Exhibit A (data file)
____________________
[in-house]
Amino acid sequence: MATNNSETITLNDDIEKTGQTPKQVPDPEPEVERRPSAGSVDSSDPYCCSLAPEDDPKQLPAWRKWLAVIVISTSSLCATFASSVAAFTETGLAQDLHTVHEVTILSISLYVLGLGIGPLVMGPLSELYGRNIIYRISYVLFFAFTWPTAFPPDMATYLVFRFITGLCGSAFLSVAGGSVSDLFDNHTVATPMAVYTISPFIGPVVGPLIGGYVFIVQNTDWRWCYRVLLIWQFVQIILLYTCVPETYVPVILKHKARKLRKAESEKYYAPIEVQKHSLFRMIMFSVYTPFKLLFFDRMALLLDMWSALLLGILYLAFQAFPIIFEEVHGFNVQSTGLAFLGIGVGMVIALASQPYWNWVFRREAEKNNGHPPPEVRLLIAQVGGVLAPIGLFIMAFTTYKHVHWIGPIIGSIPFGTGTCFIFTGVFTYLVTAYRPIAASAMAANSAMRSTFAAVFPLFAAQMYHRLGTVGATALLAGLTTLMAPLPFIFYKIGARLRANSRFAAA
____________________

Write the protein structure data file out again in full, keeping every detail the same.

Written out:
[in-house]
Amino acid sequence: MATNNSETITLNDDIEKTGQTPKQVPDPEPEVERRPSAGSVDSSDPYCCSLAPEDDPKQLPAWRKWLAVIVISTSSLCATFASSVAAFTETGLAQDLHTVHEVTILSISLYVLGLGIGPLVMGPLSELYGRNIIYRISYVLFFAFTWPTAFPPDMATYLVFRFITGLCGSAFLSVAGGSVSDLFDNHTVATPMAVYTISPFIGPVVGPLIGGYVFIVQNTDWRWCYRVLLIWQFVQIILLYTCVPETYVPVILKHKARKLRKAESEKYYAPIEVQKHSLFRMIMFSVYTPFKLLFFDRMALLLDMWSALLLGILYLAFQAFPIIFEEVHGFNVQSTGLAFLGIGVGMVIALASQPYWNWVFRREAEKNNGHPPPEVRLLIAQVGGVLAPIGLFIMAFTTYKHVHWIGPIIGSIPFGTGTCFIFTGVFTYLVTAYRPIAASAMAANSAMRSTFAAVFPLFAAQMYHRLGTVGATALLAGLTTLMAPLPFIFYKIGARLRANSRFAAA